For over a decade or so we have been using GNU Cash to keep track of our personal finances. We, and by “we” I mean Mary Lou, have been meticulously recording every expenditure from mortgage payments to sodas from the gas station and reconciling them with our bank statements. As we tend to use credit cards for the points, each purchase involves 4 entries in the ledgers (debit from the credit card, payment to expenses, debit from the checking account, payment to the bills envelope (virtual account within checking)). As life gets more and more hectic, this is becoming less and less appealing. We have also struggled with the granularity of our envelopes and expense categories, continually tweaking them to balance between simple entry and detailed reports.
A friend recently reported using Mint.com and being a fan of their automated expense categories. They have a number of appealing features – like mobile access, email notifications, and lots of useful reports. These are things I either can’t do or take too much time with our current system. However, the aggregated financial service scares me from a security perspective.
Mint claims no money can be moved around from within Mint. OK good. Let’s assume for a moment that they have reasonable encryption and security processes in place to prevent a hacker from mining my passwords to my financial institutions. There is still the risk of exposing our financial information to anyone who manages to acquire our Mint.com password. Single point of failure. I’m not sure exactly how much damage someone could do with the read-only access, but I’m sure someone more clever than me can come up with some way to do something devious with it.
To address the common defense of “Mint.com is far more secure than the average laptop.” Undoubtedly true. They aren’t more secure than MY laptop though, at least not by much. They are also a much MUCH bigger target than the average laptop since there is so much bigger a reward waiting for a would be hacker than pictures of grand kids and a few weeks worth of CPU cycles for the latest bot net.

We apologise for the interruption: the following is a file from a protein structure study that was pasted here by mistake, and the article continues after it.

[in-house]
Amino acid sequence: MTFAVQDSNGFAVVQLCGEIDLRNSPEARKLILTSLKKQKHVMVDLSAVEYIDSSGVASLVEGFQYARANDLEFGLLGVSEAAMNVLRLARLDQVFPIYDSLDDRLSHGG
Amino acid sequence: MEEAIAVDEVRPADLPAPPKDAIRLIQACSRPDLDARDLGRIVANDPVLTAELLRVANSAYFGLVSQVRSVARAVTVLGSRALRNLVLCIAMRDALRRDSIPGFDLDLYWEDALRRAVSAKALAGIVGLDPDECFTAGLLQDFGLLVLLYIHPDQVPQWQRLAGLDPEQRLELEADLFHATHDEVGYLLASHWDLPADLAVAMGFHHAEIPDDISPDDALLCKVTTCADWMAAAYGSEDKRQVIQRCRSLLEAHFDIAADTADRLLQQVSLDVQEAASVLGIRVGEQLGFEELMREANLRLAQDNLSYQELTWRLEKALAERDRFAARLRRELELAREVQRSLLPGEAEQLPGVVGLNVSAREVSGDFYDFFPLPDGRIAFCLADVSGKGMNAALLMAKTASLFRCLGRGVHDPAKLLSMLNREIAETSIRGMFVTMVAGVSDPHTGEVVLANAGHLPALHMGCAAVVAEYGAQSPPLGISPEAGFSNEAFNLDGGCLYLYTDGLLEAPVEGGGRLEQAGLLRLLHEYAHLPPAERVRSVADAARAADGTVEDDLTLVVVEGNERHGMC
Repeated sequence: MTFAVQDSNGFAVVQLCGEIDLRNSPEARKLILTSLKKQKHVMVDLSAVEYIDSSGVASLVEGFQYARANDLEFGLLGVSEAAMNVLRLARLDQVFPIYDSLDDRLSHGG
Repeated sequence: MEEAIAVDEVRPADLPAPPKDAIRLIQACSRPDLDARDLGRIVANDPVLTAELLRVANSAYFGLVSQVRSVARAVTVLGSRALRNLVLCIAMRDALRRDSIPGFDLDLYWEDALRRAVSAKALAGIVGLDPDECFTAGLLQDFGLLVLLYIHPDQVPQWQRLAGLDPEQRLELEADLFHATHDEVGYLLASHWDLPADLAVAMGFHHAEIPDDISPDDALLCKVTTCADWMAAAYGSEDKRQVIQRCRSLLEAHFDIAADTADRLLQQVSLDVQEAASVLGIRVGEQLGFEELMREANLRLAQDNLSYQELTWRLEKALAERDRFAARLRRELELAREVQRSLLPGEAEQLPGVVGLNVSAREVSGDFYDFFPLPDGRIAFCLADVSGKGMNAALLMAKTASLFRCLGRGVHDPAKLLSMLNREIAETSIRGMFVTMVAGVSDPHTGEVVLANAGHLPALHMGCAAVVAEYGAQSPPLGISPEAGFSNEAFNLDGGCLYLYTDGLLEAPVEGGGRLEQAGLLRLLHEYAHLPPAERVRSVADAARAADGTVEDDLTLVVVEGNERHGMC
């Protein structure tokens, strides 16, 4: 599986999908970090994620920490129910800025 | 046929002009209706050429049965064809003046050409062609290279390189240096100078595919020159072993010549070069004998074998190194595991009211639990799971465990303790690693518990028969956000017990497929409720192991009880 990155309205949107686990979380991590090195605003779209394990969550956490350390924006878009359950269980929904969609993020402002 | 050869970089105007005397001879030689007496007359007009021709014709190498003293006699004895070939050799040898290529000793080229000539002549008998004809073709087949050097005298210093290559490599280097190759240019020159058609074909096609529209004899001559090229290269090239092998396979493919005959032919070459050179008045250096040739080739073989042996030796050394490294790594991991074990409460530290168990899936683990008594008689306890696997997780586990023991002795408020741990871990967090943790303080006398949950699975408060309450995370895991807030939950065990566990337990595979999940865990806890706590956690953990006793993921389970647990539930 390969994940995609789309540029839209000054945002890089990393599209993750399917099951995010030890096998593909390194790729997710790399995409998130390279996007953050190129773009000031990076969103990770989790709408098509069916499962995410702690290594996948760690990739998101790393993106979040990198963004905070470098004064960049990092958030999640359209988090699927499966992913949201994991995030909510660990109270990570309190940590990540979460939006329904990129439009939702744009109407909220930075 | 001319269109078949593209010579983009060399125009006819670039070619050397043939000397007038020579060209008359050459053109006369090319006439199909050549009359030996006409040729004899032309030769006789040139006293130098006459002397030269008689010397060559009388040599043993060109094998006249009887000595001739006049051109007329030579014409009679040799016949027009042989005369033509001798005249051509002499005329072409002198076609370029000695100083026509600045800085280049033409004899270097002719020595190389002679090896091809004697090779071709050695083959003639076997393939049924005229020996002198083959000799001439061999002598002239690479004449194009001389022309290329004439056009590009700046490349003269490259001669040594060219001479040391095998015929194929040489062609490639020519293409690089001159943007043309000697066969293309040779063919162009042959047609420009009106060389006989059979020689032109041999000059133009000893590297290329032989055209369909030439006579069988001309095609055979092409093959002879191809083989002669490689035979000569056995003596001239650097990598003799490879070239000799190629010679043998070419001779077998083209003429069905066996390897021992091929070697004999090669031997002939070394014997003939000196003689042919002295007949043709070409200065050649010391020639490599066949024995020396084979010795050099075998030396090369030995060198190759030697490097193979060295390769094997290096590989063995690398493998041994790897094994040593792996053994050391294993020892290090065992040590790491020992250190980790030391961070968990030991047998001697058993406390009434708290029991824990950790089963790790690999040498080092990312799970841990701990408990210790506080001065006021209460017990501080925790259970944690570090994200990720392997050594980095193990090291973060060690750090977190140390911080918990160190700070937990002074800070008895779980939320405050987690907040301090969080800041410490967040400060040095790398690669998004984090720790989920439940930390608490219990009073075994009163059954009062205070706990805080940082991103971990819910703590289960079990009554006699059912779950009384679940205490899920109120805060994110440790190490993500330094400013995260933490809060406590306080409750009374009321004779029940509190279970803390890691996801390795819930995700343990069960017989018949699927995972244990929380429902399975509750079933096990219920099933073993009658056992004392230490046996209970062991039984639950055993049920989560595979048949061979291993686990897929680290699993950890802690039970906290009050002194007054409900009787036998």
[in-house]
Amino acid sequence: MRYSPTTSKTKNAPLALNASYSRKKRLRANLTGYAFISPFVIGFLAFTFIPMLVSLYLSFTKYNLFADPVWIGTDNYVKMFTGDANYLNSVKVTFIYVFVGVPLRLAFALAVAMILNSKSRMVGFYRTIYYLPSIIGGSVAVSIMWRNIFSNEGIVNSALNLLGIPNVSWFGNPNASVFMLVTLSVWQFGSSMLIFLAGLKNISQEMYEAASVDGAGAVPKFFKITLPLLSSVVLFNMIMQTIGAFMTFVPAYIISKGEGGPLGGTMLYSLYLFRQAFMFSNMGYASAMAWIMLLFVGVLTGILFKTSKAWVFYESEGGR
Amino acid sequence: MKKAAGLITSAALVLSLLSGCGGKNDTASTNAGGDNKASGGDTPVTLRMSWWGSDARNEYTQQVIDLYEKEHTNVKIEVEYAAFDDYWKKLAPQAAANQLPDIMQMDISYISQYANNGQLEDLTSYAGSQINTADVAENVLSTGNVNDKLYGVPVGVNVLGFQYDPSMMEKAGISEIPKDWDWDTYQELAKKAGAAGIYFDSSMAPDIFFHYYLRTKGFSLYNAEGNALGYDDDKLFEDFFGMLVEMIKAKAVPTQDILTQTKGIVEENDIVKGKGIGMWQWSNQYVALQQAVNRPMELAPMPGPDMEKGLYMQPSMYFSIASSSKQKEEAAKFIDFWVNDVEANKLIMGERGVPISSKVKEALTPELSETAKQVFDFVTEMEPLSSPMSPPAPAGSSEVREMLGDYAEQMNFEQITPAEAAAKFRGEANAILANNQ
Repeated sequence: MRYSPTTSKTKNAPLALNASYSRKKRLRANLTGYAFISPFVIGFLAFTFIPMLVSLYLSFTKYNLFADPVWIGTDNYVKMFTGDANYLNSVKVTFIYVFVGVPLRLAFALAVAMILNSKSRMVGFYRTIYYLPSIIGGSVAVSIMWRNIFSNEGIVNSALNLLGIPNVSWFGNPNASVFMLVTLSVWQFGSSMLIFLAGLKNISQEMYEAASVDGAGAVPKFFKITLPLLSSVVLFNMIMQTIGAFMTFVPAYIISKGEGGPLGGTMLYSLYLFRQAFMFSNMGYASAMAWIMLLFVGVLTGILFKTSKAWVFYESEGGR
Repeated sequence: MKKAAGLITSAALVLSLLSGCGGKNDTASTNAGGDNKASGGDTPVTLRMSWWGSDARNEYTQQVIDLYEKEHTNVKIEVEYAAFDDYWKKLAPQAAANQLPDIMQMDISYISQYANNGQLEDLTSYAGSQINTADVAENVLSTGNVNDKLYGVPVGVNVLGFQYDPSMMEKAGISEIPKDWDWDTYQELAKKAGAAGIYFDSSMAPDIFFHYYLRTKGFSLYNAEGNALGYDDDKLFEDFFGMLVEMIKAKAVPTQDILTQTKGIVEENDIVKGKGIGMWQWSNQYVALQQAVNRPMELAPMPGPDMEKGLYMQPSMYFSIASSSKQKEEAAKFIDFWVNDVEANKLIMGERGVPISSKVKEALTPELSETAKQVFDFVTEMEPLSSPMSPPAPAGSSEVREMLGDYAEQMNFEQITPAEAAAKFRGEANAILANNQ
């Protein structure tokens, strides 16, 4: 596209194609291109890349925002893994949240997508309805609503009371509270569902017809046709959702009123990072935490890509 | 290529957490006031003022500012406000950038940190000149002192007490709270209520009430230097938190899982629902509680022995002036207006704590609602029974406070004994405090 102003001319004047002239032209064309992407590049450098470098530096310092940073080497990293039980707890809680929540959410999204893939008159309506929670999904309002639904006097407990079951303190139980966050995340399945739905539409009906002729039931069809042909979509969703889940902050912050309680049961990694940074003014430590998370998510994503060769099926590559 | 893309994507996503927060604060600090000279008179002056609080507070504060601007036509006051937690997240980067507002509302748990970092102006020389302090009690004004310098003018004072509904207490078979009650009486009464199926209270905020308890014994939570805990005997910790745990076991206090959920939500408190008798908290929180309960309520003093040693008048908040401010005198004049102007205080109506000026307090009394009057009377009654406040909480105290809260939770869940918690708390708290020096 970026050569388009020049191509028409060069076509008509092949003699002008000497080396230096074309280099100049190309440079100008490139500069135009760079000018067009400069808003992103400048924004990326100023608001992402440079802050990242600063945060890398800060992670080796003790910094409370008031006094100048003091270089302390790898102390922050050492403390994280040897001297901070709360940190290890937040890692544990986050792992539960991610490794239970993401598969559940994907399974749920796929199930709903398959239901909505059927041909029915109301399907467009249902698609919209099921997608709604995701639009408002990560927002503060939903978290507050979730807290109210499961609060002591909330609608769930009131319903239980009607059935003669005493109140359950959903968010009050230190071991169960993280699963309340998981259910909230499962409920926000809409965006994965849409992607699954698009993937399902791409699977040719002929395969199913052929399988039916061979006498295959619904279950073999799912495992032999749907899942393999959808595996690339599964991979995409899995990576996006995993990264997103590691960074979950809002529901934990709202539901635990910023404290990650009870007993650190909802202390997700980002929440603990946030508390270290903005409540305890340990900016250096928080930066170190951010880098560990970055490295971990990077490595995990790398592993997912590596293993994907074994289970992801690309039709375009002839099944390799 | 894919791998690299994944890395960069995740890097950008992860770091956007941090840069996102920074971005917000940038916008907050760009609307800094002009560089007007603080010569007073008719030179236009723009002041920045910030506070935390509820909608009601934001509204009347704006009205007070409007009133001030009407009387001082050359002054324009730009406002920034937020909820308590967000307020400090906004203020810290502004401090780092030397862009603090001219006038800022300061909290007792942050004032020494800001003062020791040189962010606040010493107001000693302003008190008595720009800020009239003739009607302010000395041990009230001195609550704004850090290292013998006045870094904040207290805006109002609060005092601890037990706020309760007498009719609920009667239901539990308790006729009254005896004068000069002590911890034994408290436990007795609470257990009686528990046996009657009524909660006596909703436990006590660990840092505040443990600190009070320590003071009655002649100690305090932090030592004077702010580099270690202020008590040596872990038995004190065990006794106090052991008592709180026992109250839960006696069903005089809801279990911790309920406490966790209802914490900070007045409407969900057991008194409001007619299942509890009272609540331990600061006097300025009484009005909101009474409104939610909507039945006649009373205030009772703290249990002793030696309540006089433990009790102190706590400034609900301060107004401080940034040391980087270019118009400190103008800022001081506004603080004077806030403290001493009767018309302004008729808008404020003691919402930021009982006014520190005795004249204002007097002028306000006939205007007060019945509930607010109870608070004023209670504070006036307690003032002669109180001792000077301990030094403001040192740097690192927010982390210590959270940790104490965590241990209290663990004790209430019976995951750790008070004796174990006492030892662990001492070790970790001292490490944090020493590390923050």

Now stepping back and not making the assumption of good security practices at Mint.com. Let’s assume they have every intent of having good security protocols in place, that doesn’t guarantee successful implementation of said protocols. So if some new guy, or even their senior security gal who had a late night, introduced a bug which caused the plain text password to be stored in an identifiable memory address for a short period of time and some creative villain noticed and managed to glean a few of these passwords, the results could obviously be catastrophic for those users.
So to all of those of you who are more security savvy than I am on a deeply technical level, please weigh in here and let me know your thoughts. I’d like to use the service, but I need to be convinced the risk is a reasonable one first.